By Kristin Bennett
“You’d better fill the tubs and sinks with water before the move,” Great Grandpa Moeckly kept saying.
I couldn’t figure out exactly why he was so insistent, and what this was supposed to mean. But out of respect for this kind man with the fading memory, I nodded and agreed that it was a good idea, we’d better get that tub filled before they uprooted the house. Why? Nobody else seemed to know either. Nod and agree.
Only a few weeks earlier, I had decided my family needed a new foundation of our own, and I knew just where to go. We wanted stability, an affordable cost of living, safety, security, clean air, healthy lifestyles, and we wanted to feel like a true part of a community. We wanted a view, elbow room, horses, unsupervised kids riding bikes around town. In other words, it was time to go home to South Dakota. Denver had treated us well. But we needed a new foundation, just like the hundred-and-something-year-old house we had just purchased for pennies on the dollar compared to our Denver house. You know that ledger in your subconscious that keeps the silent running total on whether or not you’re making good decision? Subtract huge upside-down mortgage in Denver, add house paid for with a handwritten check in Britton.
The two-day ordeal of moving the beloved Moeckly family home to its new foundation 8 miles into town was a communitywide event.
It rained the day of the big move, but that didn’t stop the dozens of spectators who turned out to witness the beautiful old house being lifted from its leaking foundation onto the house mover’s truck. There was a sad and violent crashing, creaking, groaning sound as the foundation and house were separated. Basement windows shattered, huge saws broke through concrete, and the whole works was just amputated. Add three expensive hi-line cuts and repairs moving down Highway 10. Nobody was sure which would give way: the massive tree branch blocking our progress down the new driveway, or the creaking chimney butting up against it. Subtract chimney repair as tree gives way.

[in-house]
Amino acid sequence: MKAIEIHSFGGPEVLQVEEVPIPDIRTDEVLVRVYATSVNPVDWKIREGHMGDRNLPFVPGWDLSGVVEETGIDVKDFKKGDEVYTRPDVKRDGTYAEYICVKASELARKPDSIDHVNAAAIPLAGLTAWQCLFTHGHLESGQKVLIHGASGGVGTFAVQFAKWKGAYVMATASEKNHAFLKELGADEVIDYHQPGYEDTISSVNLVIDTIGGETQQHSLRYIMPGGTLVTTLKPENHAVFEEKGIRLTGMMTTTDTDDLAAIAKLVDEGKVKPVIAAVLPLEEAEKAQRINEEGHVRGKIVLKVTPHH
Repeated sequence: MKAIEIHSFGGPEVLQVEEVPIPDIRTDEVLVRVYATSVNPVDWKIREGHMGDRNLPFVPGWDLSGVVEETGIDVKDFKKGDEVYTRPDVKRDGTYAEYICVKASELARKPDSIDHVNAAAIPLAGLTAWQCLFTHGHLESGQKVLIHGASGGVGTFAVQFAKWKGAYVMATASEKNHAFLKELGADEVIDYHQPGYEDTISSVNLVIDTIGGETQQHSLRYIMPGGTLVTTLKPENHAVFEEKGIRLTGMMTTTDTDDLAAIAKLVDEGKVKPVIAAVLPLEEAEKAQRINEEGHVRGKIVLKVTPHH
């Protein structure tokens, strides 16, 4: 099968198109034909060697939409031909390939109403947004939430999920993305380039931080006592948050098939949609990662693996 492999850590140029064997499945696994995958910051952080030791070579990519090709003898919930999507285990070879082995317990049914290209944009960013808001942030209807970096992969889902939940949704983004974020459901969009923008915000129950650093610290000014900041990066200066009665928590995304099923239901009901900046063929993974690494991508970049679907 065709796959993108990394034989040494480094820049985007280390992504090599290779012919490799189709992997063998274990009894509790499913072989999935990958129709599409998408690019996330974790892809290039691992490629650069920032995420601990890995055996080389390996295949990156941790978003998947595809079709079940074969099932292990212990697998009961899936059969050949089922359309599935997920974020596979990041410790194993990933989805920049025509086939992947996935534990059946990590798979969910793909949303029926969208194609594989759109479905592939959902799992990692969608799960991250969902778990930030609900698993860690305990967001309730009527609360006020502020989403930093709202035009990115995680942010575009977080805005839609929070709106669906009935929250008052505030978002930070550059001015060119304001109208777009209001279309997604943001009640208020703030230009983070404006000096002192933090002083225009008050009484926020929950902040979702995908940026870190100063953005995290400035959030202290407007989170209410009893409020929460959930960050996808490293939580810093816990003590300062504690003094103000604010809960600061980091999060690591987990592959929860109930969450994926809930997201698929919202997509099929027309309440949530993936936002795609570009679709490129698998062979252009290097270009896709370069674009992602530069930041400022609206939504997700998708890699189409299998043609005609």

Selling our house in Denver, relocating the kids in their new school, moving into the old house, then moving the house itself… it was a little stressful. The lose-hair-in-big-clumps kind of stress. My doctor had to remind me that a human body and soul can only take so much at one time, and that my hair would grow back when my stress diminished.
Through all this turmoil, right down to today, there has never been one moment of doubt that we made the right decision. Add Nioxin miracle hair growth treatment shampoo. Subtract lock-down middle school and gang-relations committee meetings. Subtract Denver Public School Highly Gifted and Talented Program, add child’s first F by a Midwestern teacher who means business and knows how much self esteem a child actually needs.
We moved back into the house in chilly mid-October, before the new guts were even done. We used the fireplace for heat. We lit kerosene lamps for light. We used extension ladders instead of steps. The dog learned how to use a ladder. It was charming and cleansing. My hair started to grow back. We camped in our new old house. I sent photos to my friends in Denver of the old farmers standing in front of the Post Office, as though I had moved straight to Lake Wobegon. I had forgotten how charming small town life is, and I still feel that way five years later. Add fireflies, subtract sirens.
Five years earlier, as we waited for the new plumbing to be finished, we hauled heavy buckets of water up these long ladders just to use the sinks and toilets. That was when I remembered what Great Grandpa Moeckly had said. He was right: It sure would have been nice to just draw those buckets from a big tub full of fresh water.
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